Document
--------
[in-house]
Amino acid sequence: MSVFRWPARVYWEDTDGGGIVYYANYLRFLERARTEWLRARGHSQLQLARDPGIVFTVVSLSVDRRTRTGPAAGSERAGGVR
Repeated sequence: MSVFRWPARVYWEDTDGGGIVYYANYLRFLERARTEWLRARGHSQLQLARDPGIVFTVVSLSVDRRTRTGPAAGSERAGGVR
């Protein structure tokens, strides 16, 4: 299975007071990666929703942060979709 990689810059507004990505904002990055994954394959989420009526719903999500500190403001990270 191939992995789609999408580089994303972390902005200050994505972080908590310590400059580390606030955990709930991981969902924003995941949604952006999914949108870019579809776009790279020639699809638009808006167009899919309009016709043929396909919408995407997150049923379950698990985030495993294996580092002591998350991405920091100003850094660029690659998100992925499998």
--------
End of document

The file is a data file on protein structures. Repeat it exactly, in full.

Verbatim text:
[in-house]
Amino acid sequence: MSVFRWPARVYWEDTDGGGIVYYANYLRFLERARTEWLRARGHSQLQLARDPGIVFTVVSLSVDRRTRTGPAAGSERAGGVR
Repeated sequence: MSVFRWPARVYWEDTDGGGIVYYANYLRFLERARTEWLRARGHSQLQLARDPGIVFTVVSLSVDRRTRTGPAAGSERAGGVR
């Protein structure tokens, strides 16, 4: 299975007071990666929703942060979709 990689810059507004990505904002990055994954394959989420009526719903999500500190403001990270 191939992995789609999408580089994303972390902005200050994505972080908590310590400059580390606030955990709930991981969902924003995941949604952006999914949108870019579809776009790279020639699809638009808006167009899919309009016709043929396909919408995407997150049923379950698990985030495993294996580092002591998350991405920091100003850094660029690659998100992925499998």